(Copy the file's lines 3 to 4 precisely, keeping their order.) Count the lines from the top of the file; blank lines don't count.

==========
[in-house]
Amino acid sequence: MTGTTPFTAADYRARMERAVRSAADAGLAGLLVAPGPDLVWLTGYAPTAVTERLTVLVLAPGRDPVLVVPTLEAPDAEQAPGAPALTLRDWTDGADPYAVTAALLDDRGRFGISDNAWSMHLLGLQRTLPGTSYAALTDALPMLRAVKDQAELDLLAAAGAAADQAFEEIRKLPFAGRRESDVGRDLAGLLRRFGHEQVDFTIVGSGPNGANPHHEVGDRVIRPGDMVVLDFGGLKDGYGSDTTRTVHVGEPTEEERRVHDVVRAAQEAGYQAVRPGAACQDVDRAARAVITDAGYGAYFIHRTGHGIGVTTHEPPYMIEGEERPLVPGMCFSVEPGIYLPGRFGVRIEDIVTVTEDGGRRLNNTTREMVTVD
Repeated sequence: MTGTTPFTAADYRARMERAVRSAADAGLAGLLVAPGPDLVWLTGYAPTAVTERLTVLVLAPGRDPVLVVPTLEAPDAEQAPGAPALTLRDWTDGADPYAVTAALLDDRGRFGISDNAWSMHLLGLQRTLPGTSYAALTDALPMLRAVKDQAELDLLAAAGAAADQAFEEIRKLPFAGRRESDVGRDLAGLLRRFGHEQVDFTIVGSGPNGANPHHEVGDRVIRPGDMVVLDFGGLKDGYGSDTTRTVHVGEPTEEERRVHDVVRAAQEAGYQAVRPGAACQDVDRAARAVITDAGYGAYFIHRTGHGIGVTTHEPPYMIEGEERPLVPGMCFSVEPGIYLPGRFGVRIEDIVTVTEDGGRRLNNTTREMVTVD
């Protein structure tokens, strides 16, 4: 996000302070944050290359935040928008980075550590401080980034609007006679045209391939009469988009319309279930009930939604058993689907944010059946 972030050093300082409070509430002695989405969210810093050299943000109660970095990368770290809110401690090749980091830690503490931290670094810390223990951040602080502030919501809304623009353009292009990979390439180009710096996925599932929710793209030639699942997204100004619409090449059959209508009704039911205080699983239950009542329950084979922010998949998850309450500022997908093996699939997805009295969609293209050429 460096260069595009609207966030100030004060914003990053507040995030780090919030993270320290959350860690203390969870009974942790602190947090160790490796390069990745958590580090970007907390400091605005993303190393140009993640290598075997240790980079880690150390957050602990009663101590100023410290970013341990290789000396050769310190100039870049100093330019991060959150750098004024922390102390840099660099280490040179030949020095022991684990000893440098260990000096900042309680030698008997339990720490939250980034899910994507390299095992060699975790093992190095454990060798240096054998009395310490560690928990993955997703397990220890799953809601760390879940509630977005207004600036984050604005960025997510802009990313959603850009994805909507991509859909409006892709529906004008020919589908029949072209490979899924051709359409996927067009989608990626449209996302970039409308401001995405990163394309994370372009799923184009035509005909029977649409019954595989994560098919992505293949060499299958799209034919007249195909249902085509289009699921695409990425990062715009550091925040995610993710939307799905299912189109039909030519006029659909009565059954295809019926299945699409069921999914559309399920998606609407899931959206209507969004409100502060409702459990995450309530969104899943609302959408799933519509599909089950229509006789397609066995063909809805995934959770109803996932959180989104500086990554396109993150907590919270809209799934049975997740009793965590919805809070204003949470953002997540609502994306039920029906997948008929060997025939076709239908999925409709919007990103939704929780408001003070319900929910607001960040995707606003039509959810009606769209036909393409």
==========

Repeated sequence: MTGTTPFTAADYRARMERAVRSAADAGLAGLLVAPGPDLVWLTGYAPTAVTERLTVLVLAPGRDPVLVVPTLEAPDAEQAPGAPALTLRDWTDGADPYAVTAALLDDRGRFGISDNAWSMHLLGLQRTLPGTSYAALTDALPMLRAVKDQAELDLLAAAGAAADQAFEEIRKLPFAGRRESDVGRDLAGLLRRFGHEQVDFTIVGSGPNGANPHHEVGDRVIRPGDMVVLDFGGLKDGYGSDTTRTVHVGEPTEEERRVHDVVRAAQEAGYQAVRPGAACQDVDRAARAVITDAGYGAYFIHRTGHGIGVTTHEPPYMIEGEERPLVPGMCFSVEPGIYLPGRFGVRIEDIVTVTEDGGRRLNNTTREMVTVD
């Protein structure tokens, strides 16, 4: 996000302070944050290359935040928008980075550590401080980034609007006679045209391939009469988009319309279930009930939604058993689907944010059946 972030050093300082409070509430002695989405969210810093050299943000109660970095990368770290809110401690090749980091830690503490931290670094810390223990951040602080502030919501809304623009353009292009990979390439180009710096996925599932929710793209030639699942997204100004619409090449059959209508009704039911205080699983239950009542329950084979922010998949998850309450500022997908093996699939997805009295969609293209050429 460096260069595009609207966030100030004060914003990053507040995030780090919030993270320290959350860690203390969870009974942790602190947090160790490796390069990745958590580090970007907390400091605005993303190393140009993640290598075997240790980079880690150390957050602990009663101590100023410290970013341990290789000396050769310190100039870049100093330019991060959150750098004024922390102390840099660099280490040179030949020095022991684990000893440098260990000096900042309680030698008997339990720490939250980034899910994507390299095992060699975790093992190095454990060798240096054998009395310490560690928990993955997703397990220890799953809601760390879940509630977005207004600036984050604005960025997510802009990313959603850009994805909507991509859909409006892709529906004008020919589908029949072209490979899924051709359409996927067009989608990626449209996302970039409308401001995405990163394309994370372009799923184009035509005909029977649409019954595989994560098919992505293949060499299958799209034919007249195909249902085509289009699921695409990425990062715009550091925040995610993710939307799905299912189109039909030519006029659909009565059954295809019926299945699409069921999914559309399920998606609407899931959206209507969004409100502060409702459990995450309530969104899943609302959408799933519509599909089950229509006789397609066995063909809805995934959770109803996932959180989104500086990554396109993150907590919270809209799934049975997740009793965590919805809070204003949470953002997540609502994306039920029906997948008929060997025939076709239908999925409709919007990103939704929780408001003070319900929910607001960040995707606003039509959810009606769209036909393409």